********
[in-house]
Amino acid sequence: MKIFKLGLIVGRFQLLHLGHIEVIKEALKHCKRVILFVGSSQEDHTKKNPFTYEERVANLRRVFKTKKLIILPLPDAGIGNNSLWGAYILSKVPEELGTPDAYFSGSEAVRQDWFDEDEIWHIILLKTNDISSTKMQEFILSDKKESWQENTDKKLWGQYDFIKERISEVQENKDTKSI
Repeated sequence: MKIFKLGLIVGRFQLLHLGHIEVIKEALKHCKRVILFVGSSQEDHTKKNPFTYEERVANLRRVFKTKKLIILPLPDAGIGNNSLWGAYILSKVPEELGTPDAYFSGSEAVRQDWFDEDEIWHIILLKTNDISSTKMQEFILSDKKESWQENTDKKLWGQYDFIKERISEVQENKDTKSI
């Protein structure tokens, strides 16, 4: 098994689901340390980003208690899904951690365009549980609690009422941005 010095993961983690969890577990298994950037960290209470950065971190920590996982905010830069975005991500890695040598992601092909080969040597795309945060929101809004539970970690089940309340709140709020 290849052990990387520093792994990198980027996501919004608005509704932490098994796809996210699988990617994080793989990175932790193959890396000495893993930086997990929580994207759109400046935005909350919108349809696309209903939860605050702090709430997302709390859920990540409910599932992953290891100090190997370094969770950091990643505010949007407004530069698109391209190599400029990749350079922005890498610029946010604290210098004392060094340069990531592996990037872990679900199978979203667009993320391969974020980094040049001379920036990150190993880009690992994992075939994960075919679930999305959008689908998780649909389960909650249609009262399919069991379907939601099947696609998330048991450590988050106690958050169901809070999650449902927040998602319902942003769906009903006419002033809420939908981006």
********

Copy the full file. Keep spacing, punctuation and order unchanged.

[in-house]
Amino acid sequence: MKIFKLGLIVGRFQLLHLGHIEVIKEALKHCKRVILFVGSSQEDHTKKNPFTYEERVANLRRVFKTKKLIILPLPDAGIGNNSLWGAYILSKVPEELGTPDAYFSGSEAVRQDWFDEDEIWHIILLKTNDISSTKMQEFILSDKKESWQENTDKKLWGQYDFIKERISEVQENKDTKSI
Repeated sequence: MKIFKLGLIVGRFQLLHLGHIEVIKEALKHCKRVILFVGSSQEDHTKKNPFTYEERVANLRRVFKTKKLIILPLPDAGIGNNSLWGAYILSKVPEELGTPDAYFSGSEAVRQDWFDEDEIWHIILLKTNDISSTKMQEFILSDKKESWQENTDKKLWGQYDFIKERISEVQENKDTKSI
């Protein structure tokens, strides 16, 4: 098994689901340390980003208690899904951690365009549980609690009422941005 010095993961983690969890577990298994950037960290209470950065971190920590996982905010830069975005991500890695040598992601092909080969040597795309945060929101809004539970970690089940309340709140709020 290849052990990387520093792994990198980027996501919004608005509704932490098994796809996210699988990617994080793989990175932790193959890396000495893993930086997990929580994207759109400046935005909350919108349809696309209903939860605050702090709430997302709390859920990540409910599932992953290891100090190997370094969770950091990643505010949007407004530069698109391209190599400029990749350079922005890498610029946010604290210098004392060094340069990531592996990037872990679900199978979203667009993320391969974020980094040049001379920036990150190993880009690992994992075939994960075919679930999305959008689908998780649909389960909650249609009262399919069991379907939601099947696609998330048991450590988050106690958050169901809070999650449902927040998602319902942003769906009903006419002033809420939908981006």